It’s summer, which means tons of pool parties and beach trips in New England. The girls have always been water babies despite the fact that neither can technically swim. Zoe, the oldest, has always been a bit more hesitant since getting her head dunked by an ocean wave as a toddler; she wears a swim vest for buoyancy. Little Lea, who is about to turn four, is fearless, and jumps head first with just some cheap dollar store floaties. This year has launched a new excited time for pool season because the girls are confident enough in the water for this momma to not even pack a swimsuit. Today we packed up for a pool party for one of Zoe’s friends and both girls were excited to jump right in while I kicked back poolside to catch up with some fellow school moms..
|My bathing beauties ready for a pool party|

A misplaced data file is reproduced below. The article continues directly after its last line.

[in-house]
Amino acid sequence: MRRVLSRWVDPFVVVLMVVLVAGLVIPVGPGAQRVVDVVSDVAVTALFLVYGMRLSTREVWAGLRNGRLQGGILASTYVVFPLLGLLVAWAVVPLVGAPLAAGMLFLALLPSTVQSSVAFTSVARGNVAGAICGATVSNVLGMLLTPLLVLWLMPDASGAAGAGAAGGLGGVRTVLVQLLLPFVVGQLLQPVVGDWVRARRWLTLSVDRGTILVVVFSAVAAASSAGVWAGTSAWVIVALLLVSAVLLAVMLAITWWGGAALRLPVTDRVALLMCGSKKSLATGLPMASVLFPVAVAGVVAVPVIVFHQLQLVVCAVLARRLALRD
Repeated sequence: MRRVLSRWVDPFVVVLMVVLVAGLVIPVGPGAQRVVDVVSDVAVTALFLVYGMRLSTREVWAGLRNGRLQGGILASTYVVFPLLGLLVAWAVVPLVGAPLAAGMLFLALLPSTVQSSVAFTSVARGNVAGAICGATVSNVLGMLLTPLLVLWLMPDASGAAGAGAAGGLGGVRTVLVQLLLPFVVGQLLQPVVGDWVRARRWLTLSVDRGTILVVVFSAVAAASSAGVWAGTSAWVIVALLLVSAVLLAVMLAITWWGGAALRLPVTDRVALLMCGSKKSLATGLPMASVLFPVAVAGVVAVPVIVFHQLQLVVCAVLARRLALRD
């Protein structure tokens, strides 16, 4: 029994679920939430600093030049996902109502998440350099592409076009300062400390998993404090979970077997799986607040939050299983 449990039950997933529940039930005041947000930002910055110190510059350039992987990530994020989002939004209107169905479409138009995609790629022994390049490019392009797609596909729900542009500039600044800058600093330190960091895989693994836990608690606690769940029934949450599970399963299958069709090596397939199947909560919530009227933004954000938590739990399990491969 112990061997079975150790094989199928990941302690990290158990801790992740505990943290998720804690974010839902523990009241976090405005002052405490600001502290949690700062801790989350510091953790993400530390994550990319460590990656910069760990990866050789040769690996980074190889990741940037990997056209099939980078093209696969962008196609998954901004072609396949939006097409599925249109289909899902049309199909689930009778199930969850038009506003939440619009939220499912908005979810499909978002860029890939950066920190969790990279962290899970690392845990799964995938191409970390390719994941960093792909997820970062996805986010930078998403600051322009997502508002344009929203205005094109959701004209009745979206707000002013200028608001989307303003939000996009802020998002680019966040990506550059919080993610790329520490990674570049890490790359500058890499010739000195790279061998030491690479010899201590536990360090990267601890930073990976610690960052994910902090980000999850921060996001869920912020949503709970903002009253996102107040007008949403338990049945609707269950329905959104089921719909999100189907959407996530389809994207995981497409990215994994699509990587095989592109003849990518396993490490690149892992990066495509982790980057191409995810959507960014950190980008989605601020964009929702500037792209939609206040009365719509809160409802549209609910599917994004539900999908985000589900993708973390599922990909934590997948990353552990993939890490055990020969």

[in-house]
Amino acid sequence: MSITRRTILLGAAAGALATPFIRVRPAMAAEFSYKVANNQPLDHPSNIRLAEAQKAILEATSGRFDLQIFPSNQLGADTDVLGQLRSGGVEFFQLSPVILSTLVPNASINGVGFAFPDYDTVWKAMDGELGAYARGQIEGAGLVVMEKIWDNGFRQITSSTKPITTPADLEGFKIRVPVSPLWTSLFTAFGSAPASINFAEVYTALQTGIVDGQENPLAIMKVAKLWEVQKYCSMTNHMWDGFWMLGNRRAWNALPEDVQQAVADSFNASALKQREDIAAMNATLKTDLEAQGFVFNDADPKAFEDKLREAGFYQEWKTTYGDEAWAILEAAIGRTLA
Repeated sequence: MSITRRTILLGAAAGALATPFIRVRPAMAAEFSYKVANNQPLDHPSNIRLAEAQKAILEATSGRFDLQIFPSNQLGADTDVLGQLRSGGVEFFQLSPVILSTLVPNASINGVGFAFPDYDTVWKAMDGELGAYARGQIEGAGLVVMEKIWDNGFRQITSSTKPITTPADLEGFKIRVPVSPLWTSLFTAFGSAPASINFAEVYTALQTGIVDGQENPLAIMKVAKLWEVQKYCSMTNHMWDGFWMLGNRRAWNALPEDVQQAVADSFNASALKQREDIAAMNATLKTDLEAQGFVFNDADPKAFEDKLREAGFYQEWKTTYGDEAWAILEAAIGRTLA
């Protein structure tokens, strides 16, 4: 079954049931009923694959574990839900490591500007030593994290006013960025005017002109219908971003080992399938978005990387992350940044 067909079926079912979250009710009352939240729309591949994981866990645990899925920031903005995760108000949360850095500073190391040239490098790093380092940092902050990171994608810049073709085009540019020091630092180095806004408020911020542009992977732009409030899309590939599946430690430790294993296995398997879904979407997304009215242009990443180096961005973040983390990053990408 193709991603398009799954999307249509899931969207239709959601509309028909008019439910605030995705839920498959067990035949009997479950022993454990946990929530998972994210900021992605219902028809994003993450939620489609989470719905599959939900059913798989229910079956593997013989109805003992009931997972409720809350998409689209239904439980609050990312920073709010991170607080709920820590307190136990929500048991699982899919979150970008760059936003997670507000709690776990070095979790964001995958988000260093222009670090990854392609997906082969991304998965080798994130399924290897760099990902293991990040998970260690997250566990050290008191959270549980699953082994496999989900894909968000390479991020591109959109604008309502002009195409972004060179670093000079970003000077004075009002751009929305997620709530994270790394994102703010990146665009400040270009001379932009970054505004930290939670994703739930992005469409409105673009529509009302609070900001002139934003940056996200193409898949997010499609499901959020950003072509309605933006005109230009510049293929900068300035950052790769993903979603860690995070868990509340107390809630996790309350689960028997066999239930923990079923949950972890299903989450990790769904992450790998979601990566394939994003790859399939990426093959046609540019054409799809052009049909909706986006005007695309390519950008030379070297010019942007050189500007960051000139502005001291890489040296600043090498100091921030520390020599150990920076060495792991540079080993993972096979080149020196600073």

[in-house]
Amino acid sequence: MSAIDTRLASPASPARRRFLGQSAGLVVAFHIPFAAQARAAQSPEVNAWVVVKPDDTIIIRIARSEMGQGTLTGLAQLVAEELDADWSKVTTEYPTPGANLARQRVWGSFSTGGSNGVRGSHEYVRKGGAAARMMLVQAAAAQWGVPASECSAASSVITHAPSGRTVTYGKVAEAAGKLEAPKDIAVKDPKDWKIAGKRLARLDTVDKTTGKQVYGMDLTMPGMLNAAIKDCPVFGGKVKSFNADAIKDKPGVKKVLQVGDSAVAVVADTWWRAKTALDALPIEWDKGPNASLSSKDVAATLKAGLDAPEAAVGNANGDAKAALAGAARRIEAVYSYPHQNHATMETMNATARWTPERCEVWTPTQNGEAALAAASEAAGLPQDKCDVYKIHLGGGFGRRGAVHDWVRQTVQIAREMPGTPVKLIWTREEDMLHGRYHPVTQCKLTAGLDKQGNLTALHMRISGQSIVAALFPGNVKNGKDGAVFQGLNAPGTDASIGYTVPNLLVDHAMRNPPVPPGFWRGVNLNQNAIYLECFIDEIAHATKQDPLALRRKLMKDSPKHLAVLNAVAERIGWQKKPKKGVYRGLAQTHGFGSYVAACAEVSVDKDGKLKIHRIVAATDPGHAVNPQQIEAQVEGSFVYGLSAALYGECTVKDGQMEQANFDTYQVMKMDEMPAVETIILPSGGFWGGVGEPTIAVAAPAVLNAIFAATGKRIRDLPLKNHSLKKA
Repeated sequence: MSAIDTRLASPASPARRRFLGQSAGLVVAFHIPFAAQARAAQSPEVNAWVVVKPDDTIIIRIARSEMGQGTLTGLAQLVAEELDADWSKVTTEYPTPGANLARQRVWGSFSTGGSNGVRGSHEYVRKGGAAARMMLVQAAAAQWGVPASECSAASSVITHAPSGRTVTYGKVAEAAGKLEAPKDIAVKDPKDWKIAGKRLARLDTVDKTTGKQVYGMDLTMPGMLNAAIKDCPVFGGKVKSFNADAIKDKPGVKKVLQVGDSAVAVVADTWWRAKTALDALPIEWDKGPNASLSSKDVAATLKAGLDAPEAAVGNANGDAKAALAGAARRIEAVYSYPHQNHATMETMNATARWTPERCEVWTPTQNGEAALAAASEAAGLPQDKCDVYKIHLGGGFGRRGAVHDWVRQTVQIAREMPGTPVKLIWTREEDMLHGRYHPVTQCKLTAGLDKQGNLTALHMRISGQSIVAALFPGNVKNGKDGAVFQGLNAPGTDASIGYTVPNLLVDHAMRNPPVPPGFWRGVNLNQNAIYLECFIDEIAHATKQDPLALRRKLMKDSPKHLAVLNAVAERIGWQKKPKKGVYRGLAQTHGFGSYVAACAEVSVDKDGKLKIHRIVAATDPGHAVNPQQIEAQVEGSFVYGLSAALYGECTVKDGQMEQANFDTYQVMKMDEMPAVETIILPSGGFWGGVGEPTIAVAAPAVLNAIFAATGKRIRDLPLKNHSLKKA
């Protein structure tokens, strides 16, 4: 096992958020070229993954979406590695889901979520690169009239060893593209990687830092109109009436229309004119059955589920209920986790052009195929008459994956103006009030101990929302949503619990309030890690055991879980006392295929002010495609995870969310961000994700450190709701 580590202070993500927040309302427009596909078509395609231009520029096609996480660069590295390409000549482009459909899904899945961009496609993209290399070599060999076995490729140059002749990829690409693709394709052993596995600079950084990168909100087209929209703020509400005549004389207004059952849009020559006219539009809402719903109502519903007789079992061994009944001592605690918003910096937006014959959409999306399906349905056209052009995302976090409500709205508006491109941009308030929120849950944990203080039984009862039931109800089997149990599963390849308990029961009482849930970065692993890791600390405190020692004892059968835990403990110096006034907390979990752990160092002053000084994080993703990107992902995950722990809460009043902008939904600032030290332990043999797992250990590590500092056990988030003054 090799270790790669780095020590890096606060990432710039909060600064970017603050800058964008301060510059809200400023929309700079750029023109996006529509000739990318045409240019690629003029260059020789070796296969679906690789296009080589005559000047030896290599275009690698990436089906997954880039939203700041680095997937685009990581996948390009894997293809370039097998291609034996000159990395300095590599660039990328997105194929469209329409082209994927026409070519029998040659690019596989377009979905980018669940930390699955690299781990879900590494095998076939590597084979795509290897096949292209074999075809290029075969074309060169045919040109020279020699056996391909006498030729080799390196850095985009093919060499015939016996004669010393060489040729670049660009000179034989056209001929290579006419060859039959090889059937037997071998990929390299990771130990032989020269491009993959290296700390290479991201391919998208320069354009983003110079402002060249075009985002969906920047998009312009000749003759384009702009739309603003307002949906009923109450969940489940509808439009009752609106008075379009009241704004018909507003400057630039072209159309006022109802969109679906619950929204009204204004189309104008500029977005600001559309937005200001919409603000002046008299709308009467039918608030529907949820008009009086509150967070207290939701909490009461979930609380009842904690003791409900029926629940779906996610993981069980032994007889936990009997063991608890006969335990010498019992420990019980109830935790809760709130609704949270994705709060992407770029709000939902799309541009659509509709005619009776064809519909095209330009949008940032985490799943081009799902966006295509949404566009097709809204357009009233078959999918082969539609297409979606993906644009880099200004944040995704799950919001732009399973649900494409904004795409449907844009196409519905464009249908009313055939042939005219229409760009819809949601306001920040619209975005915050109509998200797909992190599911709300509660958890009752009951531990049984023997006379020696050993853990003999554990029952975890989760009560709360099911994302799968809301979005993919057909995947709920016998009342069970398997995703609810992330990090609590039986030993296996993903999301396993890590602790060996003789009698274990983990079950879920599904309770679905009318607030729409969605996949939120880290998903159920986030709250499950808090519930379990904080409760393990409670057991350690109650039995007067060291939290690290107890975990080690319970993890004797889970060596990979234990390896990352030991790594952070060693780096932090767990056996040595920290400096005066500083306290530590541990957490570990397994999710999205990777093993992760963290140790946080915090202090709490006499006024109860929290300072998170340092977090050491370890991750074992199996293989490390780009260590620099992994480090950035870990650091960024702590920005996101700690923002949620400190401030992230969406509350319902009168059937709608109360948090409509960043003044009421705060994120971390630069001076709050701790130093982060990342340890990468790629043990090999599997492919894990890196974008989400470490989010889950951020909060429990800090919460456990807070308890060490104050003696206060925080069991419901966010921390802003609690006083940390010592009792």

After some swimming, Lea asked me to take off her floaties so she could go play on the adjoining playground while Zoe stayed in the water. I was chatting with some girlfriends in the blazing sun when my friend Jen yelled “Lea! Lea!” and dashed towards the pool with me close behind. Lea was bobbing in the water, sans floaties and Jen pulled her out. She didn’t cough, or sputter, but she was afraid, and so was was I. In the excitement of the day, she just jumped back in the water, forgetting that she had ever even taken off her floaties. The scariest part: I never even saw her go back into the water. If Jen hadn’t have seen her….I don’t even like to think about what would have happened mere minutes later. The CDC has some scary statistics about drownings:
- From 2005-2009, there were an average of 3,533 fatal unintentional drownings (non-boating related) annually in the United States — about ten deaths per day. An additional 347 people died each year from drowning in boating-related incidents.
- About one in five people who die from drowning are children 14 and younger. For every child who dies from drowning, another five receive emergency department care for nonfatal submersion injuries.